Tickets for events can be purchased in advance online here or by phone via the Box Office on 089 436 9868. The Box Office is at The BOOK MARKet Café, Market Street, Kells, Co.Meath, and is open from 11am - 2pm Tuesday - Saturday.
Tickets are also available in advance from Antonia’s Bookstore in Trim.
Broadcaster and historian Dr David McCullagh is probably best known as a presenter of Prime Time on RTÉ 1 TV, and as former RTÉ Political Correspondent. David is also an accomplished historian and is biographer of former Taoiseach John A. Costello (The Reluctant Taoiseach, 2010). In 2017 he produced the first of a two-part biography of Eamon de Valera covering the years 1882–1932 (De Valera: Rise) and followed that up last year with De Valera: Rule 1932–1975. He returns to Hinterland to examine the controversial career in power of our most enigmatic of leaders.
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Sponsored by Sean P. Muldoon & Company Chartered Accountants
Clergyman Edward Nangle’s nineteenth-century mission to Achill Island aimed to lift a destitute people out of ignorance, poverty and idolatry. The fury of the island elements, the devastation of the Great Famine, Edward Nangle’s own volatile temperament, and the unbearable suffering of his wife Eliza and their children all threatened the project’s survival. The ugly charge of ‘souperism’, offering food and benefits in return for religious conversion, tainted the Mission’s work. Then a spectacular conflict erupted between Nangle and Archbishop John MacHale. In The Preacher and the Prelate writer Patricia Byrne tells this incredible Achill story which continues to excite controversy and division to the present day. “Told with pace and panache…an extraordinary and important read” (Irish Independent).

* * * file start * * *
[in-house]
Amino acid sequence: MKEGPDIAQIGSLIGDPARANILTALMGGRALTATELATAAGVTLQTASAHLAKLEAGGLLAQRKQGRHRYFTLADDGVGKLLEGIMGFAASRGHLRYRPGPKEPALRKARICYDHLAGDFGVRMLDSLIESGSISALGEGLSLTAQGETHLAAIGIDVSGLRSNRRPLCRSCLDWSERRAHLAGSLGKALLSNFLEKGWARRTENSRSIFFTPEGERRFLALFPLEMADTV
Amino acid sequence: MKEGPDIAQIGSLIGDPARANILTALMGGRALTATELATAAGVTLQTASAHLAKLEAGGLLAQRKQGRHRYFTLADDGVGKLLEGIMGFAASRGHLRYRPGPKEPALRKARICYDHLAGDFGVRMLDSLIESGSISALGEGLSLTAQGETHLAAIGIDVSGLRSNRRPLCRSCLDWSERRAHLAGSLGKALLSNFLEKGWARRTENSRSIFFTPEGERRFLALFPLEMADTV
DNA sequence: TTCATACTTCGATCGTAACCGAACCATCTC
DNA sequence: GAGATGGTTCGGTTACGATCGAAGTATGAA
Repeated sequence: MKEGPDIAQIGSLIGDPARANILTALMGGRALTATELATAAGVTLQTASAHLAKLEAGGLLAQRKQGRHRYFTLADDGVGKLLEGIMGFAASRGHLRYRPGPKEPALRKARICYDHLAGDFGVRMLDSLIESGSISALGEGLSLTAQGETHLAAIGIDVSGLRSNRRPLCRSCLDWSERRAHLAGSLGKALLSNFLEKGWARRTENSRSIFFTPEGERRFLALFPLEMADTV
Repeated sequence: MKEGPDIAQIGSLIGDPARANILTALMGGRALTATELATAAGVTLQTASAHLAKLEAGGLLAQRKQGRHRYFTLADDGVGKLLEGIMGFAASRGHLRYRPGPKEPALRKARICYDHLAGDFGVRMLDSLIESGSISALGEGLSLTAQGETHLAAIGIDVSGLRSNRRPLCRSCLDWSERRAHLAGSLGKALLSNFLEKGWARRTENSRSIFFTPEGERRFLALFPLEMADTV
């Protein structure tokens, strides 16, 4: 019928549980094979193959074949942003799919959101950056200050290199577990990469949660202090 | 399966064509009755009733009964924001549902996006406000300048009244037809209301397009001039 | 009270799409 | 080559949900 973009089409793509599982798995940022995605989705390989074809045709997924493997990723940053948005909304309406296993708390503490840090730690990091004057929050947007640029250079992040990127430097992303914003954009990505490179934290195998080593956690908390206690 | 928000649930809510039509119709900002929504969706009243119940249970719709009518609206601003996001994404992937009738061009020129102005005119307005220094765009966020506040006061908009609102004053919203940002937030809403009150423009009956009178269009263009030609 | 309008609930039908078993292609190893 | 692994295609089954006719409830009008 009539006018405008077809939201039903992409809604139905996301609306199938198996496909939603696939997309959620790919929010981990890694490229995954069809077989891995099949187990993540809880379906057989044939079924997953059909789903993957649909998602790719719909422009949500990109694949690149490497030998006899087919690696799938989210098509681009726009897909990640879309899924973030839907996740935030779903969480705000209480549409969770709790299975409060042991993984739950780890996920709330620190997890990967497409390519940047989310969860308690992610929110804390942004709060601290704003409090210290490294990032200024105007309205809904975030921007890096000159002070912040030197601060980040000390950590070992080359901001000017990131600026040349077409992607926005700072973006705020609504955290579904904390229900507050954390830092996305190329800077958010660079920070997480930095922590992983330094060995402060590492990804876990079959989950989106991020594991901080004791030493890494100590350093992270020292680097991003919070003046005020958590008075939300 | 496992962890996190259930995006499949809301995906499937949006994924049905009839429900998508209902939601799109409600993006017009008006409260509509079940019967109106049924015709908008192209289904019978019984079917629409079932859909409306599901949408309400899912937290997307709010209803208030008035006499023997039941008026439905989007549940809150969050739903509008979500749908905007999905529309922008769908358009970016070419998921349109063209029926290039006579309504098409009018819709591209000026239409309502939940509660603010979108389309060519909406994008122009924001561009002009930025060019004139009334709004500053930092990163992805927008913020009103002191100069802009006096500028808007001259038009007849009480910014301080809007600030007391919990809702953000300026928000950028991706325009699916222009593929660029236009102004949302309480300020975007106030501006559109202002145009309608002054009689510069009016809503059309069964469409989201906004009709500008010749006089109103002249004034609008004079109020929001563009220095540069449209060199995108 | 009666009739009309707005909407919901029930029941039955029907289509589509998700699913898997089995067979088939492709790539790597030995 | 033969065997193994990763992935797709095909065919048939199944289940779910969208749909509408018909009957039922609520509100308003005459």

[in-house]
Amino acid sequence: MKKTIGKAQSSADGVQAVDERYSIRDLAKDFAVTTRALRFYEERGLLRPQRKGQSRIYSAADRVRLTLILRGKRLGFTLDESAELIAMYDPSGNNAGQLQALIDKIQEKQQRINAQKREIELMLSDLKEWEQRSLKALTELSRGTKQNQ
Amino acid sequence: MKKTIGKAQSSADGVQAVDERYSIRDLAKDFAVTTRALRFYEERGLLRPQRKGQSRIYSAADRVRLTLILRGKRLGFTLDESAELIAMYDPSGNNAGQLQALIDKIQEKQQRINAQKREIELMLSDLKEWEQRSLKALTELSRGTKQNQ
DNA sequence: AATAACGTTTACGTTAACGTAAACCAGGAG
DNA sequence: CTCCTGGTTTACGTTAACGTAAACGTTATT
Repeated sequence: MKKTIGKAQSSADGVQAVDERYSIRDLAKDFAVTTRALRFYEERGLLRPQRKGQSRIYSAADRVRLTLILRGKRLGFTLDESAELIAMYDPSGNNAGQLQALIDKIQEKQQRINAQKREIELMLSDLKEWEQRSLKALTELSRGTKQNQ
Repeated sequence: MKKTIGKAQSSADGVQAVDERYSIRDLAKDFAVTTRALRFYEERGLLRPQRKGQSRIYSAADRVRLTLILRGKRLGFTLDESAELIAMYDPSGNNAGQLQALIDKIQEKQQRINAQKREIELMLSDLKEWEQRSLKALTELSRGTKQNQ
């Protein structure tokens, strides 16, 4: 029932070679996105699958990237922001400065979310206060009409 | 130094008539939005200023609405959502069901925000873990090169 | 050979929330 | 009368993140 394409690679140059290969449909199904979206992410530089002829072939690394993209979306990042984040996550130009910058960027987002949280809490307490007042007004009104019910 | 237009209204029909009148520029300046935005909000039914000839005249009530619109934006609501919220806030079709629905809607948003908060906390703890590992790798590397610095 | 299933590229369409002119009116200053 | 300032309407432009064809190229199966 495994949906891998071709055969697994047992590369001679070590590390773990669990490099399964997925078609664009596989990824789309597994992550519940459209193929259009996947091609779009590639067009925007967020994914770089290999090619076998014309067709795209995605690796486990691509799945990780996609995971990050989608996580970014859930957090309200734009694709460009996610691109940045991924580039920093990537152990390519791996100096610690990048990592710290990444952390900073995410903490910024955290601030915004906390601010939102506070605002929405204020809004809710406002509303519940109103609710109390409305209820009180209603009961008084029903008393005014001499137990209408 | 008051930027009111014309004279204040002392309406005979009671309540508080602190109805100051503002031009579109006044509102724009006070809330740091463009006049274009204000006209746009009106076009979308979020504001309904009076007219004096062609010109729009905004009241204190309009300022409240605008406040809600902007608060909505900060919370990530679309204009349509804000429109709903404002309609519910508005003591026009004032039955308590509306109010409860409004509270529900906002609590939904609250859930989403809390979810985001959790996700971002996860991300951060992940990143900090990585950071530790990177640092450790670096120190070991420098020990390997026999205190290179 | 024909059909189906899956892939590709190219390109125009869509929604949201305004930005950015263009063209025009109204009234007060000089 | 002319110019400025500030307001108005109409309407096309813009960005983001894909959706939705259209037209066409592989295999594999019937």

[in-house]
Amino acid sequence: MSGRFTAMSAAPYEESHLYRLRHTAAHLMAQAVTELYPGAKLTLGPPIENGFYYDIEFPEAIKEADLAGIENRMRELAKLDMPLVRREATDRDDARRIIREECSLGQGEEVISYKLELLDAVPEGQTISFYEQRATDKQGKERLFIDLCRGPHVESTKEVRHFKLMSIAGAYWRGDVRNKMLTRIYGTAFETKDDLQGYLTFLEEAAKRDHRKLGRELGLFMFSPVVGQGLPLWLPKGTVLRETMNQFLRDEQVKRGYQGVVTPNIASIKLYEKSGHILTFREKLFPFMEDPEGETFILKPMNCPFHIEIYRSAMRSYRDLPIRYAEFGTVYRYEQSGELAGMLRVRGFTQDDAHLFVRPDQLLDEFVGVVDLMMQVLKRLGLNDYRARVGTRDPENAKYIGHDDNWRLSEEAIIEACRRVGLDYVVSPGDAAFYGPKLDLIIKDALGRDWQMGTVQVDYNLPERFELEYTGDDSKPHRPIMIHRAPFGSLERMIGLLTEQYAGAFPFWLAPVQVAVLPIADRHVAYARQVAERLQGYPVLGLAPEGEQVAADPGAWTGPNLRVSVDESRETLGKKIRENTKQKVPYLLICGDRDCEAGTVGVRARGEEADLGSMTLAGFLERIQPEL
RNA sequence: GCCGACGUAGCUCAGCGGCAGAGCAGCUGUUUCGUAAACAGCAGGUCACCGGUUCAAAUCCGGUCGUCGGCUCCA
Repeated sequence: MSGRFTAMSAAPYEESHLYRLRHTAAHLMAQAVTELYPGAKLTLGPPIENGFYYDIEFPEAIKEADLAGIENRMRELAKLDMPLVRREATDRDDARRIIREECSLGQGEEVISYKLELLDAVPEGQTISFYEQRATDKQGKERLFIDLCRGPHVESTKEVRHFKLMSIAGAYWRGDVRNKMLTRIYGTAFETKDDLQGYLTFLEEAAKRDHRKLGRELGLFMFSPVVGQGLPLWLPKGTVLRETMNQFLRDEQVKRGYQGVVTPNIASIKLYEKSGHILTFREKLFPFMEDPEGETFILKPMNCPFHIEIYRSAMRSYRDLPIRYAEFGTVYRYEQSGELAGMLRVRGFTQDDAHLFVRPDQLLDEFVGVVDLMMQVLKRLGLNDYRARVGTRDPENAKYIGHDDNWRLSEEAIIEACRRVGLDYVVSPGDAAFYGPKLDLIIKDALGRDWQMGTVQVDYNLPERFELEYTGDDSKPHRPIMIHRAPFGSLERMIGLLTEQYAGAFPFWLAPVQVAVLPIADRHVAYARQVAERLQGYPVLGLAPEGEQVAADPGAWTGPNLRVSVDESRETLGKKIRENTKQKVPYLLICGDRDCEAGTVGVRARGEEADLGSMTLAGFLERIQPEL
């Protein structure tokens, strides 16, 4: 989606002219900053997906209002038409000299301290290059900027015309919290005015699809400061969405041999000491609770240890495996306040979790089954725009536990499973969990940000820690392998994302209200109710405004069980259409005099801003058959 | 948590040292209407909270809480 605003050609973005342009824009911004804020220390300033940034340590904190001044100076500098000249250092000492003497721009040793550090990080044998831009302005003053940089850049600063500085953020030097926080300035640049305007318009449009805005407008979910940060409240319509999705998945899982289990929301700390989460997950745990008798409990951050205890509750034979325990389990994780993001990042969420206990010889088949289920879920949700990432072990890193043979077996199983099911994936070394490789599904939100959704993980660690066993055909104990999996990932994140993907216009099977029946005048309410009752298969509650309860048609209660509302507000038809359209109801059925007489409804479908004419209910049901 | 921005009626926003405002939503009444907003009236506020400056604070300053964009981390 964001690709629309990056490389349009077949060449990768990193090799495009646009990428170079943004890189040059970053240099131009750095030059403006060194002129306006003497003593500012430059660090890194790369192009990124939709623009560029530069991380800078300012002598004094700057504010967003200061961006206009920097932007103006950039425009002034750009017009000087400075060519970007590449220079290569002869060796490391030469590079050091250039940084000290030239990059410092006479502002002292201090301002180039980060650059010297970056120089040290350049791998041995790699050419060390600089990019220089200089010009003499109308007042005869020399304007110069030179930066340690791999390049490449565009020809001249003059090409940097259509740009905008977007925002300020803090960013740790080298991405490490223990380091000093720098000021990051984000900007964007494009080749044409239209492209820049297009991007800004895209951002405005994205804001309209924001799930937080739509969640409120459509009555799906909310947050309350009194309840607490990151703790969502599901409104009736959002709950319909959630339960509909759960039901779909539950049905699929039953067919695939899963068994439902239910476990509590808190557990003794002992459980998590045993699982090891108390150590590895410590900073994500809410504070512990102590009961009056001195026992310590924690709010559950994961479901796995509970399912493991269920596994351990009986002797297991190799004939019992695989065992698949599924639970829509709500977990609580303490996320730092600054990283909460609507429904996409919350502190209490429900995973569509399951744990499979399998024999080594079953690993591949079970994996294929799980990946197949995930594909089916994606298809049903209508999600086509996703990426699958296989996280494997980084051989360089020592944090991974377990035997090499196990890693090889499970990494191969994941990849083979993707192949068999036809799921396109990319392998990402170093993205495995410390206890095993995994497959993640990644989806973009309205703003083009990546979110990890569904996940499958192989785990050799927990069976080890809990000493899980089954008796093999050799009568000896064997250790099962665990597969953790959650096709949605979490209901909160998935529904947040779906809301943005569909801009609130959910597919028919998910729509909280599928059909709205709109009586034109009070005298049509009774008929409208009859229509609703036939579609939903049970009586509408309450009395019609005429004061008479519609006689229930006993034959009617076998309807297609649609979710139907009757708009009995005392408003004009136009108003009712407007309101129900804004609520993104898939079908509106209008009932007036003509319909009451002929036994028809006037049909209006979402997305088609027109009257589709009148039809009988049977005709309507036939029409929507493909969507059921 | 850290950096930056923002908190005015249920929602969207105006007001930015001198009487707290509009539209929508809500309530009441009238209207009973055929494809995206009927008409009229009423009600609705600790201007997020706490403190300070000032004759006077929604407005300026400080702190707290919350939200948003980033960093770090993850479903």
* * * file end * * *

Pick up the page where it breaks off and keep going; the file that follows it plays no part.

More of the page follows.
Sometimes it took an outsider to capture the misery and the impoverishment of Ireland in the mid-nineteenth century. Frederick Douglass was that man. By rights we should never have heard of Douglass. He could have lived and died as a slave on a southern plantation. Instead he became the most famous abolitionist and spokesman for African American rights of the nineteenth century. But he also visited and wrote about Ireland. That he compared the plight of Irish peasants to that of African American slaves is telling. Historian Cecelia Hartsell will share her expertise on Douglass’s life and philosophy, and the reasons for his empathy with the doomed Irish peasantry of the 1840s.
Contrary to popular perception, the new police force set up by the Irish Free State was fully armed. For six weeks in 1922 the recently recruited guards mutinied. Kells-based historian and author of A History of the Garda Síochána Dr Liam McNiffe will explore the origin, course and very important results of that mutiny.